The organization said that more than 211,000 American men and women underwent liposuction in 2014, representing a 5 percent increase from the year before. The procedure now ranks number three among all plastic surgery options, after nose reshaping and breast augmentation, the ASPS said.
Most liposuction patients are women, the study found. However, Gutowski said that men now account for between 10 to 15 percent of patients, a figure that rises to as high as 20 percent if male breast-reduction surgeries are also included.
He said most patients are treated as outpatients and go home the same day as the procedure. And despite short-term soreness, patients are typically up and moving right away. Most people can resume their usual daily routine within a couple of weeks, he added.
As for risk, the study team described the current complication rate as “very low,” with serious problems occurring among fewer than one in every 1,000 patients.
For the study, the investigators tracked more than 4,500 liposuction patients. None of the patients died following fat extraction, and the total complication rate was less than 1.5 percent. Most of the complications weren’t considered serious, the researchers said.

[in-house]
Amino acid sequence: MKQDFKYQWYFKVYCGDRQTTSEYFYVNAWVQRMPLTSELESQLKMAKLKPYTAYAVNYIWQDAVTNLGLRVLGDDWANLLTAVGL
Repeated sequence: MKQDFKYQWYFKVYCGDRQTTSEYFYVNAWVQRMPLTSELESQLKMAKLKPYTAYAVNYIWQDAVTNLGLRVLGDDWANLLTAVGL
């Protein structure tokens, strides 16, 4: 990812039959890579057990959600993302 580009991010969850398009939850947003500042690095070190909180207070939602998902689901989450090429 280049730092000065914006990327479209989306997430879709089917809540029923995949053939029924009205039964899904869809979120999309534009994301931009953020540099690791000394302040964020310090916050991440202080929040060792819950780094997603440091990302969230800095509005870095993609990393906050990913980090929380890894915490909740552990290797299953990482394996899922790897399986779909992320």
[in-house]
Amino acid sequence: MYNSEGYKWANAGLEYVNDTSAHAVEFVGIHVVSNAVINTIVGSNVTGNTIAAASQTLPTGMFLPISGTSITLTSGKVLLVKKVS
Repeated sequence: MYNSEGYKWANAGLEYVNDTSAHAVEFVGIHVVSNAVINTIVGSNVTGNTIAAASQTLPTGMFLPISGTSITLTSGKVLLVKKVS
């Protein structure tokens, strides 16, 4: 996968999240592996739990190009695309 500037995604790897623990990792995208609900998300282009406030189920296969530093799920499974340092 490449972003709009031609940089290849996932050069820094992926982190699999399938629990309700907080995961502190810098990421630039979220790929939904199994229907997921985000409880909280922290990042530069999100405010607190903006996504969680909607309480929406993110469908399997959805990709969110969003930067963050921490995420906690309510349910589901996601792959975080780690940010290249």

However, the researchers found that the complication risk rose as the amount of fat removed increased. They noted that while fat extraction averaged about 4.5 pounds per patient, those who had over 11 pounds of fat removed had a higher-than-average complication rate of 3.7 percent.
The research team also found that the key factor in complication risk turned out to be BMI. Those with a higher BMI were better able to tolerate large-scale fat removal than those with a lower BMI, the study authors said.
Still, the researchers cautioned that while BMI could be a useful yardstick for pre-determining safe levels of fat removal, each patient’s individual risk factors must be considered.
Liposuction is not risk-free, however.
According to the U.S. Food and Drug Administration, potential complications include infections, clots of fat in the lungs, possible puncture of internal organs and even death.
Some studies estimate the risk of death as low as three deaths for every 100,000 procedures performed. Other studies have suggested the risk is between 20 and 100 deaths per 100,000 surgeries, the FDA said.